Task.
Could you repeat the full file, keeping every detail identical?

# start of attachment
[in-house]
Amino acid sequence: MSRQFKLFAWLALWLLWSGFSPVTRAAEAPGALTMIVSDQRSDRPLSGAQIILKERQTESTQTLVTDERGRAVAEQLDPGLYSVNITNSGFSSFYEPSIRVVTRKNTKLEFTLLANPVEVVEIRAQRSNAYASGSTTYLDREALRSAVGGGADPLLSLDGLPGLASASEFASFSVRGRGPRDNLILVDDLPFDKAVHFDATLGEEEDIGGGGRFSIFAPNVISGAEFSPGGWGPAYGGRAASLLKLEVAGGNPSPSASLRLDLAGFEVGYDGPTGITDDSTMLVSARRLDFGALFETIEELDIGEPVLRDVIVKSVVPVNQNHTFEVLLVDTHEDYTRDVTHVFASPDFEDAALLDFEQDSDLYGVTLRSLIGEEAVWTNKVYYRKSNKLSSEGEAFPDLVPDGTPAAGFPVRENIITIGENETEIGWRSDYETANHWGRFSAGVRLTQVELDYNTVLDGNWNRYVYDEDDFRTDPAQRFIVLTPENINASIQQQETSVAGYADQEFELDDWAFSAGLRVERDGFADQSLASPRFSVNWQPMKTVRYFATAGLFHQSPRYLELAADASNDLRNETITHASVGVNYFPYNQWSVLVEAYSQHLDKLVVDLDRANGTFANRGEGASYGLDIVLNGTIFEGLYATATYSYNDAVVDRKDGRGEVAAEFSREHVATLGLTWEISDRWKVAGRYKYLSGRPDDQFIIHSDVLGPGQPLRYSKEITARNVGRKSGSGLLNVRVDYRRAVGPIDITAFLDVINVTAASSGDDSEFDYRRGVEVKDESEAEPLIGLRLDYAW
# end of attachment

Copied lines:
[in-house]
Amino acid sequence: MSRQFKLFAWLALWLLWSGFSPVTRAAEAPGALTMIVSDQRSDRPLSGAQIILKERQTESTQTLVTDERGRAVAEQLDPGLYSVNITNSGFSSFYEPSIRVVTRKNTKLEFTLLANPVEVVEIRAQRSNAYASGSTTYLDREALRSAVGGGADPLLSLDGLPGLASASEFASFSVRGRGPRDNLILVDDLPFDKAVHFDATLGEEEDIGGGGRFSIFAPNVISGAEFSPGGWGPAYGGRAASLLKLEVAGGNPSPSASLRLDLAGFEVGYDGPTGITDDSTMLVSARRLDFGALFETIEELDIGEPVLRDVIVKSVVPVNQNHTFEVLLVDTHEDYTRDVTHVFASPDFEDAALLDFEQDSDLYGVTLRSLIGEEAVWTNKVYYRKSNKLSSEGEAFPDLVPDGTPAAGFPVRENIITIGENETEIGWRSDYETANHWGRFSAGVRLTQVELDYNTVLDGNWNRYVYDEDDFRTDPAQRFIVLTPENINASIQQQETSVAGYADQEFELDDWAFSAGLRVERDGFADQSLASPRFSVNWQPMKTVRYFATAGLFHQSPRYLELAADASNDLRNETITHASVGVNYFPYNQWSVLVEAYSQHLDKLVVDLDRANGTFANRGEGASYGLDIVLNGTIFEGLYATATYSYNDAVVDRKDGRGEVAAEFSREHVATLGLTWEISDRWKVAGRYKYLSGRPDDQFIIHSDVLGPGQPLRYSKEITARNVGRKSGSGLLNVRVDYRRAVGPIDITAFLDVINVTAASSGDDSEFDYRRGVEVKDESEAEPLIGLRLDYAW